Plumber Peak, Mount Rainier National Park
October 3, 2010

Autumn is one of the best times of the year in the Pacific Northwest. In the alpine zones the huckleberries turn a brilliant scarlet, exploding in a field of golds and bronzes as the shrubs and other plants get ready for the long sleep of winter. Mount Rainier is one of the fastest, and easiest, ways to see the display. It looked like we wouldn't see any of this at the trail head, let alone the Mountain; the air was dense with fog and cloud, leaving only a sense of atmospheric moodiness.

Shauna, Neal, Andrea, and I headed up the slightly mucky trail and into the fragrant woods, climbing steadily. Even though we didn't have expansive views, the local colors were impressive enough. Each plant stood out in uniqueness, a rarity in the plant world. Nature is about the species, not the individual. But now, at this time, each plant had a specialness that a couple of months ago was not present.

Humans are both outside Nature, and within it. Humans, at least some Humans, are individuals and unique in themselves, whereas one huckleberry bush is much the same as another huckleberry bush. But humans are also part of the natural world in the same way that a fox or a crow or a toad is. We are both animal and other. And that makes us unique on our planet.

Unbalance happens when we try to live in one world exclusively, and ignore the other part of us. Buried in a maintenance manual for motorcycles is this sort of argument, though not brought to the logical conclusion of the author. We are both Romantic and Classic. Living in one world isn't any healthier than being dead.

We reached the pass and found ourselves lost in a dense fog. Without being able to see our objective for the day, we were forced to wander and hope that we might stumble upon the peak. Wander we did, and scramble we did, but Plumber Peak we did not find. A bit of food and we started our retreat. As we reached the pass, the clouds lifted just enough for us to spot the ridgeline we needed to gain. Up we went once more. By some sort of miracle, the clouds lifted on just enough of the mountain for us to enjoy it the moment we reached the top.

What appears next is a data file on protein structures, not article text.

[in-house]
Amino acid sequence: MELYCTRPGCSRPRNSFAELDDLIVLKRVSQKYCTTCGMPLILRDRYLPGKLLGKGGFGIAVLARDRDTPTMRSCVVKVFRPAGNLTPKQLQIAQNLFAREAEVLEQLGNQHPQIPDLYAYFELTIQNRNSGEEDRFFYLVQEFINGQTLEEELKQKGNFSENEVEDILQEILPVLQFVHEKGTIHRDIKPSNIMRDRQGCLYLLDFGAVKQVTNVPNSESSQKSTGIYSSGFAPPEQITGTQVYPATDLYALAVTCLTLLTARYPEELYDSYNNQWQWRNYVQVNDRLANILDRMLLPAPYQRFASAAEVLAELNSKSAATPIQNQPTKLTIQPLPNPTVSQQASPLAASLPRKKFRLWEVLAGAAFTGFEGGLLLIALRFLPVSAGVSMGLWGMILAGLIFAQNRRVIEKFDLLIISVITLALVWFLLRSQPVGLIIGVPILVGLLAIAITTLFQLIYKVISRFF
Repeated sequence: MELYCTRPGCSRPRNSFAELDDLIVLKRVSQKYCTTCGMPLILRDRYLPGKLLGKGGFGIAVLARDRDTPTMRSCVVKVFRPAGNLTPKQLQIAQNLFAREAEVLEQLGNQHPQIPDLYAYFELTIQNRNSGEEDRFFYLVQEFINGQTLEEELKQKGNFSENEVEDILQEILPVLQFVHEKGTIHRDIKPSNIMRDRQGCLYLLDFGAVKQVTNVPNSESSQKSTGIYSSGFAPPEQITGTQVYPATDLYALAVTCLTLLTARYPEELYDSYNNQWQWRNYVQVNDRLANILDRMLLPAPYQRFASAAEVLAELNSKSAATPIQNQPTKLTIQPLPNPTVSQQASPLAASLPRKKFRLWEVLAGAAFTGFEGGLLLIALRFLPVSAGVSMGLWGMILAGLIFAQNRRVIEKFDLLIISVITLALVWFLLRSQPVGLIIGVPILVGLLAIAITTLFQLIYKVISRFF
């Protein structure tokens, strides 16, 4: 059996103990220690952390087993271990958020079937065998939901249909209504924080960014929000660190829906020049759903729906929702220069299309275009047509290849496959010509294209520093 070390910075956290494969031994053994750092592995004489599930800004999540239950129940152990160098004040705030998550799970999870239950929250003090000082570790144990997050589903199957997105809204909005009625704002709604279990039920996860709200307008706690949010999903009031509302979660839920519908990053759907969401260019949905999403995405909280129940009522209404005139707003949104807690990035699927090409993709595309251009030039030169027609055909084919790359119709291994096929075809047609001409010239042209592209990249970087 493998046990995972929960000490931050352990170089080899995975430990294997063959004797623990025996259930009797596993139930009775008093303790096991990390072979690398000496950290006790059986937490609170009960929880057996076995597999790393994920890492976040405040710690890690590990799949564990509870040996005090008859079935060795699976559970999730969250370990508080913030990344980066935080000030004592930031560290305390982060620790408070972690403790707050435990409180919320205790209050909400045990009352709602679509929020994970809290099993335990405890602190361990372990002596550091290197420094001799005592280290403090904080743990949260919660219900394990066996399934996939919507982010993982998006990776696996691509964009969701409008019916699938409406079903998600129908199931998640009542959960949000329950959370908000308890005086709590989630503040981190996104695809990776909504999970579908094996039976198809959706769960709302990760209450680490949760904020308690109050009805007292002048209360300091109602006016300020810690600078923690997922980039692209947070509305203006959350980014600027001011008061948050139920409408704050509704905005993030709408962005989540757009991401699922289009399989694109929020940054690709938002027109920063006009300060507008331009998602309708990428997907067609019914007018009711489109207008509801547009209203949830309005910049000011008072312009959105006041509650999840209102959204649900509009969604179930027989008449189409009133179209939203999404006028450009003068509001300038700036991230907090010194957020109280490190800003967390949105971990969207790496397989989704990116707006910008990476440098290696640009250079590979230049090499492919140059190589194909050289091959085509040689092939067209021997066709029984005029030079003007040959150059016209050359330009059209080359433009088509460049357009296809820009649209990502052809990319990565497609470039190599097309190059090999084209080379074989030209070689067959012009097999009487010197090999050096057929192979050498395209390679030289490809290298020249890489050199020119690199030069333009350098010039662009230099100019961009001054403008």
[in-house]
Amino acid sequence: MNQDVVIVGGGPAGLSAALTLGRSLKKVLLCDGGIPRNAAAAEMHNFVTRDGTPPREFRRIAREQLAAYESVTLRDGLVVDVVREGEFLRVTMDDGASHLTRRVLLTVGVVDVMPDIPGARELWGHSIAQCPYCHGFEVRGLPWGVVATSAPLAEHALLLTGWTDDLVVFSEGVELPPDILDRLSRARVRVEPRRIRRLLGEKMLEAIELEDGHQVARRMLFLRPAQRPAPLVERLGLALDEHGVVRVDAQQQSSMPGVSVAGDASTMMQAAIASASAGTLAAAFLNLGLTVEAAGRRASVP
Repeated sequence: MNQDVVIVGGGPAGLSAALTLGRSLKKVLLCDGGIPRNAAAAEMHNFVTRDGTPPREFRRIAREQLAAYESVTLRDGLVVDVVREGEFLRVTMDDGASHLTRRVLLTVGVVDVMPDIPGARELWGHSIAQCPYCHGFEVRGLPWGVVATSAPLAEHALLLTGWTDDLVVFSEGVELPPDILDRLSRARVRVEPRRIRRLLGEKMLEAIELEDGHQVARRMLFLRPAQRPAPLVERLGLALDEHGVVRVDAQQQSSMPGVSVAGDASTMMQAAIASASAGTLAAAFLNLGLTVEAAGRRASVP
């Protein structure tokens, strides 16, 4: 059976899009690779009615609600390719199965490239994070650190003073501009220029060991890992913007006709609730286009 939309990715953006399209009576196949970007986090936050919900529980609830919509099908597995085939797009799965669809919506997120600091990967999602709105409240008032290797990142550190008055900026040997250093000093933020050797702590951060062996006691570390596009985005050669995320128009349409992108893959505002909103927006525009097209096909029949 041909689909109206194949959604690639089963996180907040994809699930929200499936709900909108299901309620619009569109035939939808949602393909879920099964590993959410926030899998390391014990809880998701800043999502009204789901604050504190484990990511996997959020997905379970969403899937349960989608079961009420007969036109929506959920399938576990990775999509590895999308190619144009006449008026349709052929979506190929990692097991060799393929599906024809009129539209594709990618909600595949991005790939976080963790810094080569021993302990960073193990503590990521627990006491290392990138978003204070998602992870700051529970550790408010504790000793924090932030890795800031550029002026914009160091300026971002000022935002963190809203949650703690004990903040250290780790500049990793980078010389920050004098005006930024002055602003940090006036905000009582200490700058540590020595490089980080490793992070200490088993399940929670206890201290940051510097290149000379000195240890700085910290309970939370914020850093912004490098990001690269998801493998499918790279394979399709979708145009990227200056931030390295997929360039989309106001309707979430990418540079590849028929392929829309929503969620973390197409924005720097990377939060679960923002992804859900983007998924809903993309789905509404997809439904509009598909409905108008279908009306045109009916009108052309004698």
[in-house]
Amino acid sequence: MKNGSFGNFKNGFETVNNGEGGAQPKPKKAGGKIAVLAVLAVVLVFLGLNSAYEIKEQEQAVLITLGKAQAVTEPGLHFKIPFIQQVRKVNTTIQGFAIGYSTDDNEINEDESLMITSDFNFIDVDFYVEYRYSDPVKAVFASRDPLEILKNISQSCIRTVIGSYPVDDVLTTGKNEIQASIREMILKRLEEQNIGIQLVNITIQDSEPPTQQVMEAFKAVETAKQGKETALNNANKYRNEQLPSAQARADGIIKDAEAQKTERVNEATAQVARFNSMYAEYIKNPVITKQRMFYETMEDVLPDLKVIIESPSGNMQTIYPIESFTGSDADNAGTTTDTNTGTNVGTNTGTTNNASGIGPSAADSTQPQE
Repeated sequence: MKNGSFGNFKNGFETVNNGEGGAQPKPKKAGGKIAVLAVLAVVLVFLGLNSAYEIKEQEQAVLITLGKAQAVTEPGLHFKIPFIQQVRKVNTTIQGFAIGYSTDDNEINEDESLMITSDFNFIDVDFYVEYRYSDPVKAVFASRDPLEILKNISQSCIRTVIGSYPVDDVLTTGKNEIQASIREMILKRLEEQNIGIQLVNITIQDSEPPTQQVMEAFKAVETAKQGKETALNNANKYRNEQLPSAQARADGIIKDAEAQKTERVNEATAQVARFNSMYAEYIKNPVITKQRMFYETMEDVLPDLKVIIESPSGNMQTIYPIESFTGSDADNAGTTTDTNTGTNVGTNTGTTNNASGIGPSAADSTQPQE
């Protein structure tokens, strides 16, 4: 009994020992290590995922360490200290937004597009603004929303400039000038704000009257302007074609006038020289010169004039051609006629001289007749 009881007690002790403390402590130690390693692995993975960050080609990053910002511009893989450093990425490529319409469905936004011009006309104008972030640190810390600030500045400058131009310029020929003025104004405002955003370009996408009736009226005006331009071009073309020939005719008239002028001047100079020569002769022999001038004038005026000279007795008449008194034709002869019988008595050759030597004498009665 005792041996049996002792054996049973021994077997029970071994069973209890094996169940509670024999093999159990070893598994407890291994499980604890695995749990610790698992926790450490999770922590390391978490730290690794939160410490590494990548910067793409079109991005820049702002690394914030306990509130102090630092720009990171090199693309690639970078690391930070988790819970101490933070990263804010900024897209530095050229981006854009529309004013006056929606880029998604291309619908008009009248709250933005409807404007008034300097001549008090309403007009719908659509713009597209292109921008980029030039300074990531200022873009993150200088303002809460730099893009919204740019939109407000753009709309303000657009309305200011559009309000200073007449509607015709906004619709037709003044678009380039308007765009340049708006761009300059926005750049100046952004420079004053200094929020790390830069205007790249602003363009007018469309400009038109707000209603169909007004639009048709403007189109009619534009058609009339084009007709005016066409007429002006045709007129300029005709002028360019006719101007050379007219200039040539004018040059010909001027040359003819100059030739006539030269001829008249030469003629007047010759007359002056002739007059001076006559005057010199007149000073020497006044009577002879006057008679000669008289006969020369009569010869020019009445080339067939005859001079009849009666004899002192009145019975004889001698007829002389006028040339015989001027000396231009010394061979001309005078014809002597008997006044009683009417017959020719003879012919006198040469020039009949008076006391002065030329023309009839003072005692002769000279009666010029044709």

It was hard not to giggle on top, and not just due to the Steel Reserve. It was as if we were getting away with something that just shouldn't be. All day it had been nasty and foggy and misty, except for the very moment we reached the top of Plumber Peak.

The sun grew strong enough for us to need sunglasses. It was a picture perfect Pacific Northwest summit. Clouds down low, exploding countryside, and the Mountain. All this for, if we hadn't gotten lost, about an hour's worth of effort. And we also had huckleberries to eat. If you can't be happy here, you can't be happy anywhere.

The Mountain is on the list for this winter, spring, and summer. Gibralter Ledges in February, Emmons Glacier in June, and Tahoma Glacier in July. That's a lot of time on the largest glacier complex in the contiguous United States, but it is a worthy place to spend my rapidly disappearing free time.

I'm getting old and my interests are changing. My time is going to other places and other hobbies. New responsibilities and obligations. This isn't a bad thing. It is only a change. And a change that I've been very deliberate in making. It has been an active decision. The best ones always are. Along with the unstructured, floating ones. The intuitive ones, I mean. It is the duality of man. Angel and Devil. Mind and Body. Classic and Romantic. Both are needed, and one is not enough.


From Lakewood, take SR 512 east to SR 7 and follow the signs directing you to Paradise. After passing Alder Lake, reach the town of Elbe and take SR 706 to the Nisqually entrance station of the park. Unless you have an annual pass of some sort you'll need to pony up $15 at the entrance station. Follow the road past Longmire and climb to the road to Stevens Canyon (signed for Sunrise). Make a right turn (if you reach Paradise, you've gone too far). Drive to the Reflection Lakes Trailhead and pick up the Pinnacle Peak trail. Hike 2 miles up to the end of the maintained trail at Pinnacle Pass. Make a left turn and follow the use trail up to Plumber Peak.